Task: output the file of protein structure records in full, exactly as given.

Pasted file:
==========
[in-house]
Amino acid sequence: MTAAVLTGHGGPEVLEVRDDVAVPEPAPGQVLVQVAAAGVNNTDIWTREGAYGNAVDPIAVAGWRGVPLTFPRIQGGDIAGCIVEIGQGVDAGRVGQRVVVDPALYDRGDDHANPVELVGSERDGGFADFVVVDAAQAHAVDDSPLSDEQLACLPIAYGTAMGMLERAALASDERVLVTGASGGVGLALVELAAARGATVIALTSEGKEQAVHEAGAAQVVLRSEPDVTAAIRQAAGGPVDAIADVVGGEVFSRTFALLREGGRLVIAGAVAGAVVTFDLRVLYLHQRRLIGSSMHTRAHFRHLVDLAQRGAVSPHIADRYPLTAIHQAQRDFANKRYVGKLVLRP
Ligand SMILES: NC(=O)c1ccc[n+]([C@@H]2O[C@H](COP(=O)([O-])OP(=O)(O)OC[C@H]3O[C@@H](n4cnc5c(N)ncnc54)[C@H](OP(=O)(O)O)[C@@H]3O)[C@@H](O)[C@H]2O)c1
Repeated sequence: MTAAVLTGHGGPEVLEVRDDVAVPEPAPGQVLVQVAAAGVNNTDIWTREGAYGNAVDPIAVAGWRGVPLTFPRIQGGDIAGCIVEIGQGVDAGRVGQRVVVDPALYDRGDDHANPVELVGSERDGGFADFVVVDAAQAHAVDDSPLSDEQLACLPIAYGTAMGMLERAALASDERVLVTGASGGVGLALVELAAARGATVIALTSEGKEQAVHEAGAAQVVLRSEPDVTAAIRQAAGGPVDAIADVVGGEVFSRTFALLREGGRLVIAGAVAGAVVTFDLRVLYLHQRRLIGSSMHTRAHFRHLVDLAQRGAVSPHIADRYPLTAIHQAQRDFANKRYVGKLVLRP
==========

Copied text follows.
[in-house]
Amino acid sequence: MTAAVLTGHGGPEVLEVRDDVAVPEPAPGQVLVQVAAAGVNNTDIWTREGAYGNAVDPIAVAGWRGVPLTFPRIQGGDIAGCIVEIGQGVDAGRVGQRVVVDPALYDRGDDHANPVELVGSERDGGFADFVVVDAAQAHAVDDSPLSDEQLACLPIAYGTAMGMLERAALASDERVLVTGASGGVGLALVELAAARGATVIALTSEGKEQAVHEAGAAQVVLRSEPDVTAAIRQAAGGPVDAIADVVGGEVFSRTFALLREGGRLVIAGAVAGAVVTFDLRVLYLHQRRLIGSSMHTRAHFRHLVDLAQRGAVSPHIADRYPLTAIHQAQRDFANKRYVGKLVLRP
Ligand SMILES: NC(=O)c1ccc[n+]([C@@H]2O[C@H](COP(=O)([O-])OP(=O)(O)OC[C@H]3O[C@@H](n4cnc5c(N)ncnc54)[C@H](OP(=O)(O)O)[C@@H]3O)[C@@H](O)[C@H]2O)c1
Repeated sequence: MTAAVLTGHGGPEVLEVRDDVAVPEPAPGQVLVQVAAAGVNNTDIWTREGAYGNAVDPIAVAGWRGVPLTFPRIQGGDIAGCIVEIGQGVDAGRVGQRVVVDPALYDRGDDHANPVELVGSERDGGFADFVVVDAAQAHAVDDSPLSDEQLACLPIAYGTAMGMLERAALASDERVLVTGASGGVGLALVELAAARGATVIALTSEGKEQAVHEAGAAQVVLRSEPDVTAAIRQAAGGPVDAIADVVGGEVFSRTFALLREGGRLVIAGAVAGAVVTFDLRVLYLHQRRLIGSSMHTRAHFRHLVDLAQRGAVSPHIADRYPLTAIHQAQRDFANKRYVGKLVLRP